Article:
Telus to invest $100M in electronic health records

Telus Corp. announced Tuesday it will spend $100 million over three years on its Emergis division, now known as Telus Health Solutions. Burnaby, B.C.-based Telus acquired Longueuil, Quebec-based Emergis for $763 million last year.

The company’s products include claims management, electronic health records and pharmacy management.

“This is about workflow, and also about clinical process and procedures,” said Telus Health Solutions’ president and general manager, Francois Cote. “A lot of money is going to be utilized towards enhancing those (products).”

The $100 million investment does not include capital spending on Telus’s wireline and wireless networks, said Joe Natale, president of Telus Business Solutions.

“I believe that a whole suite of applications will be available on mobile devices as an example,” he said. “There are a lot of solutions and applications within Emergis that we can bring to that small screen in your pocket, as an idea. There are all kinds of ideas that we have around remote monitoring of patients. Why can’t we take vital signs and directly take an extract, and send through a wireless network to that personal health record or to the community that is supporting that particular individual?”

Natale was unwilling to break down the investment by product area because he doesn’t want Telus’ competitors to get that information. But he did say some investment would be made in partnerships.

Natale and Cote made their remarks Tuesday at a press conference in Toronto. Also on hand were executives at hospitals using Emergis services, including Toronto-based Sunnybrook Health Sciences Centre, where osteoporosis and cancer patients can get access to their health information electronically.

Sunnybrook uses Telus Health Solutions Oacis software to manage its electronic medical records, said Sam Marafioti, the hospital’s CIO.

“We need to ensure that the fewer resources we have on the front lines are able to do more effective patient care,” he said.

He added sharing information between among health providers is critical.

“Well over 90 per cent of health care is still conducted in local communities across the country and that means that local investments in local e-health systems, whether they be hospitals, whether they be primary care doctors, whether they be the community sector must continue to be developed at that level.”

Electronic patient information is also “crucial” to safe health care, he said.

The technology manager of another Telus customer agreed.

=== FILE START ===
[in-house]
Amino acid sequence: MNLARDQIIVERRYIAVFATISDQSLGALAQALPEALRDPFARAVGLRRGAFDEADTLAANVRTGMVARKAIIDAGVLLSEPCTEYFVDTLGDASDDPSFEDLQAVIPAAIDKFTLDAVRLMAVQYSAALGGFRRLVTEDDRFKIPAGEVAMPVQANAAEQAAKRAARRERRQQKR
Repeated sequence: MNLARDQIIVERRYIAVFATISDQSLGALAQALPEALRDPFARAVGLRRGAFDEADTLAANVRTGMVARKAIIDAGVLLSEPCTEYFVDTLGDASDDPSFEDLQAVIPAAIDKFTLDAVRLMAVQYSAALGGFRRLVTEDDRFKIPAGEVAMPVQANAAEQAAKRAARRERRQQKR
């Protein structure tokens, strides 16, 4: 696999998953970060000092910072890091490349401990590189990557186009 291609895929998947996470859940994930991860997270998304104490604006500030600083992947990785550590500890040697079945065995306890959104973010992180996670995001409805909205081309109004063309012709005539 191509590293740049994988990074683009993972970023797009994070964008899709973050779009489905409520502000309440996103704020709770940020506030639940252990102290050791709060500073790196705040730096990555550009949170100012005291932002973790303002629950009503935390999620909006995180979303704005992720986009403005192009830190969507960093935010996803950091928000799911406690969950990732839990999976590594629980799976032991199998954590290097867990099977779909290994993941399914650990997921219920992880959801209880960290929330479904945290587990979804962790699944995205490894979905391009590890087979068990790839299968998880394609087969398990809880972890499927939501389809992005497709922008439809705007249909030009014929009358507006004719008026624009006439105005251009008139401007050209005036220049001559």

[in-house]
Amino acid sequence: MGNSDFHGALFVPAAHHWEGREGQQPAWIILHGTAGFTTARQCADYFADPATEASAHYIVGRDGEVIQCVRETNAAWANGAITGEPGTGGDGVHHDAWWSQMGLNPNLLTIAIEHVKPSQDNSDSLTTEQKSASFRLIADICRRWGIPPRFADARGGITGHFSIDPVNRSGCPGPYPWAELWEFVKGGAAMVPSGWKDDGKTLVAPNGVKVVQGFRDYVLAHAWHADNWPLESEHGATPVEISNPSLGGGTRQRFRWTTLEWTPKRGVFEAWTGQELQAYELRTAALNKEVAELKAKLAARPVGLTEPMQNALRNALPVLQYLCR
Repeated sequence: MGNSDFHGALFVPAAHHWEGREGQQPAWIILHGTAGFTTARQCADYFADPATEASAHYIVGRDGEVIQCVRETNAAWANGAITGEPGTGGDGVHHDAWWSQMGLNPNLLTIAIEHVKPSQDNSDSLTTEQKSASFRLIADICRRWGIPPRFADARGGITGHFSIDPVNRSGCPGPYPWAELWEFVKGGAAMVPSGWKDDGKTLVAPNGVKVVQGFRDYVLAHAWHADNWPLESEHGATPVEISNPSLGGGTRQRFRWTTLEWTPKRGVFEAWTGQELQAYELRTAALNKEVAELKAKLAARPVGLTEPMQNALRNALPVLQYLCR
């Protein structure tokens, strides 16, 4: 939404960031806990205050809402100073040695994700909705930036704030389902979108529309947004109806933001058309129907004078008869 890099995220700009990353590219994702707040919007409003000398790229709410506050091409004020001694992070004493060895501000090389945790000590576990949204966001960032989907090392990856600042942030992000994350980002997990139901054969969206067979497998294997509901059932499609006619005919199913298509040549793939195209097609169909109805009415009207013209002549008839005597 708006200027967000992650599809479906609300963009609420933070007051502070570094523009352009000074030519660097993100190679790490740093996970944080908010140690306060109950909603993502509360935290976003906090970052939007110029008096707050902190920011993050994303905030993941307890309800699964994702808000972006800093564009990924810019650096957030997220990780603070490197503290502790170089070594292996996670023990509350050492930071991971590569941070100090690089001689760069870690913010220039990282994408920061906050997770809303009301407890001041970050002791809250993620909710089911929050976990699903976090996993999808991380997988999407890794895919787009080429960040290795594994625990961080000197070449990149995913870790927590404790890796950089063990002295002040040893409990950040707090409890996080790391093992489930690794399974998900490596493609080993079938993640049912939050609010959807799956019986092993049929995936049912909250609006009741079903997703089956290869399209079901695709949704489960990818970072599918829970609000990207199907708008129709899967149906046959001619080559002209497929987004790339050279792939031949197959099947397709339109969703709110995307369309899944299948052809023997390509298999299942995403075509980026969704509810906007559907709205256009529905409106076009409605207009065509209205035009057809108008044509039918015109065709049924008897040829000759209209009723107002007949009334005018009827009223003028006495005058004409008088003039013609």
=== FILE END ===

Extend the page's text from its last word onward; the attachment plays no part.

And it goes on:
“Effective health care is based on the sharing of medical knowledge,” said Jean Huot CIO of Montreal-based McGill University Health Centre. “Not knowing about the allergies could kill someone. Adverse drug reactions are directly result of cases where allergies are not known.”

One of the panelists shared a personal experience that supported Huot’s assertion.

Wayne Gudbranson, chief executive officer of IT consulting firm Branham Group Inc., said his son was undergoing leukemia treatment when he went to a pharmacy to pick up a prescription.

“The doctor’s note was, frankly, illegible,” Gudbranson said. “The pharmacist said, ‘Are you sure, Mr. Gudbranson?’ I said, ‘No, I’m not. You guys are supposed to know this, whether it should be 500 mg or 1,000 mg.’”

In Canada only 20 to 25 per cent of doctors use of electronic health records, said Dr. Alan Brookstone, a physician and partner in the Clearview Group of Vancouver.

But Dr. Brookstone added automating patient records can help doctors save time so they can accept new patients. He said doctors should be able to refer patients to specialists electronically and receive reports back in electronic form. They should also be able to send prescriptions to pharmacists electronically.

“When you implement these technologies, they are mission critical applications. They have to work 100 per cent of the time every single day,” Dr. Brookstone said. “We cannot afford to take a hybrid environment where practitioners have to work in both a paper world and an electronic world simultaneously. That makes life more difficult, it makes it more inefficient.”

He added wireless technologies can also be used.

“We need to look at things like SMS text messaging, and looking at decongestion of waiting rooms and systems that will allow patients to be notified when they should attend their facilities.”

Telus Business Solutions wants to “bring the information to the point of care, to enable the clinicians to make better decisions,” Cote said.

“Without the ability to serve people at the point of care in the doctor’s office, things eventually will wind up becoming acute and forcing a visit to the hospital,” Natale said. “A hospital visit, on average, is somewhere in the range of $4,000. An average home care visit is less than $100. If one in ten Canadians are going to have diabetes in the future, with monitoring and proper home care we can help people deal with that disease in that state rather than push people to the hospital.”

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